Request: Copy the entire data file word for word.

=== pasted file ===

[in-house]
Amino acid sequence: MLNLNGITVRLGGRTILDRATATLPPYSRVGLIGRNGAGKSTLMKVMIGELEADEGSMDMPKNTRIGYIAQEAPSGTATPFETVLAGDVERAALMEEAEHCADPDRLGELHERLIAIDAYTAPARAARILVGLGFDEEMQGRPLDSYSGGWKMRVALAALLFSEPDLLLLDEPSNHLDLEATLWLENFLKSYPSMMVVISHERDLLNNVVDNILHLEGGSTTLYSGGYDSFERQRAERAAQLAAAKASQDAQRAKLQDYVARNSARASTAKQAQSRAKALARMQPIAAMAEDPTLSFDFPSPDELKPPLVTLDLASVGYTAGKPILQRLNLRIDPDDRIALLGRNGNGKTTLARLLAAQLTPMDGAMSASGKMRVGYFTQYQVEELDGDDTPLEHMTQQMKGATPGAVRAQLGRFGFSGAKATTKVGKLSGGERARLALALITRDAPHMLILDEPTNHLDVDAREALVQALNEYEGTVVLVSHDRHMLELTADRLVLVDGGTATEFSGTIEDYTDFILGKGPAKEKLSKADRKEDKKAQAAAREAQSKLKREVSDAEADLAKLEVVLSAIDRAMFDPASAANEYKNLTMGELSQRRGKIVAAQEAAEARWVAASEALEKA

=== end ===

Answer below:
[in-house]
Amino acid sequence: MLNLNGITVRLGGRTILDRATATLPPYSRVGLIGRNGAGKSTLMKVMIGELEADEGSMDMPKNTRIGYIAQEAPSGTATPFETVLAGDVERAALMEEAEHCADPDRLGELHERLIAIDAYTAPARAARILVGLGFDEEMQGRPLDSYSGGWKMRVALAALLFSEPDLLLLDEPSNHLDLEATLWLENFLKSYPSMMVVISHERDLLNNVVDNILHLEGGSTTLYSGGYDSFERQRAERAAQLAAAKASQDAQRAKLQDYVARNSARASTAKQAQSRAKALARMQPIAAMAEDPTLSFDFPSPDELKPPLVTLDLASVGYTAGKPILQRLNLRIDPDDRIALLGRNGNGKTTLARLLAAQLTPMDGAMSASGKMRVGYFTQYQVEELDGDDTPLEHMTQQMKGATPGAVRAQLGRFGFSGAKATTKVGKLSGGERARLALALITRDAPHMLILDEPTNHLDVDAREALVQALNEYEGTVVLVSHDRHMLELTADRLVLVDGGTATEFSGTIEDYTDFILGKGPAKEKLSKADRKEDKKAQAAAREAQSKLKREVSDAEADLAKLEVVLSAIDRAMFDPASAANEYKNLTMGELSQRRGKIVAAQEAAEARWVAASEALEKA